Past the last minute: a Mozart overture barely finished on time




When an opera performance starts, the overture is the first thing the audience hears, but it is the last thing the composer writes. Rossini disliked writing overtures, and the various impresarios he worked for had legendary difficulties keeping him on track. I haven’t found why Mozart waited so long to compose the overture to Don Giovanni, but for whatever reason, it produced a drama equal to anything Rossini did. Don Giovanni received its first performance in Prague, and Mozart had to travel there for the rehearsals. After the dress rehearsal, that is, the night before the opening performance, Mozart decided … Continue reading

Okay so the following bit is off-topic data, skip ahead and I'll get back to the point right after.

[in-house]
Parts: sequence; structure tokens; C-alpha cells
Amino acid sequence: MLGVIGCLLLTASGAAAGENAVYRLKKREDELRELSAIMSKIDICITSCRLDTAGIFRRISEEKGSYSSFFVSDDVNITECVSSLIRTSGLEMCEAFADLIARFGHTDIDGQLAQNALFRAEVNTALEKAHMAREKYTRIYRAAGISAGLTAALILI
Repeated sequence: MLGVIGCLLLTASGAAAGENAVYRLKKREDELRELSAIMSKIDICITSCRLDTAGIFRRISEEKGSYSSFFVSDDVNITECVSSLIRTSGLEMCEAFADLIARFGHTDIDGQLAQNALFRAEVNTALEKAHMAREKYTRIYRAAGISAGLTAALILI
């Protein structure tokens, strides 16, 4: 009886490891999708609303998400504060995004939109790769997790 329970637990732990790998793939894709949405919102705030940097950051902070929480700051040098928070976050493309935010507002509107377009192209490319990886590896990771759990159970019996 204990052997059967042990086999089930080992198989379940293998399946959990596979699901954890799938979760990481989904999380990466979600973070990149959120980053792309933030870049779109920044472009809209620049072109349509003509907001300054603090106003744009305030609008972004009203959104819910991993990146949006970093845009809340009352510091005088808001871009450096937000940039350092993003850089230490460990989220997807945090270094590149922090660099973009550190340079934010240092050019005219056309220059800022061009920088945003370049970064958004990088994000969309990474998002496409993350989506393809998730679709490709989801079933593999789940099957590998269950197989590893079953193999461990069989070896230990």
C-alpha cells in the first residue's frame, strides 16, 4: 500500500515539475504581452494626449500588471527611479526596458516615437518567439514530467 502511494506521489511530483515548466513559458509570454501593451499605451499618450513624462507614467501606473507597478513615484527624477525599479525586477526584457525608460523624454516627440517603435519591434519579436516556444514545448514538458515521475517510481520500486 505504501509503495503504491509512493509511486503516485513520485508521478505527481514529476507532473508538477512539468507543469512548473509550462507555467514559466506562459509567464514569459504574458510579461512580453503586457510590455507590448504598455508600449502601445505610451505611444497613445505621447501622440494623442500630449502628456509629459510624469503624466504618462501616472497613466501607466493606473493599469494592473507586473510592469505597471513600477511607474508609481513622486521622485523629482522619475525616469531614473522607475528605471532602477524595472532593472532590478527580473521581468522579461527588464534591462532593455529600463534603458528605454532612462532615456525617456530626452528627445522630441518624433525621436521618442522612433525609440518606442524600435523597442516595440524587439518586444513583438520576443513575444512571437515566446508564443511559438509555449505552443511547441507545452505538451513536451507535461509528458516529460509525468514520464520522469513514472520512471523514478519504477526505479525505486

Rossini overtures




During the latter part of the nineteenth century until the latter part of the twentieth, most of Rossini’s operas (the chief exception being The Barber of Seville) disappeared from the repertoire. Many of their overtures, at the same time, became mainstays of the orchestral repertoire. It is therefore ironic that Rossini hated writing them and put them off as long as possible. In an undated letter he advised a young colleague: Wait till the evening before the opening night. Nothing primes inspiration like necessity, whether it takes the form of  a copyist waiting for your work or the coercion of … Continue reading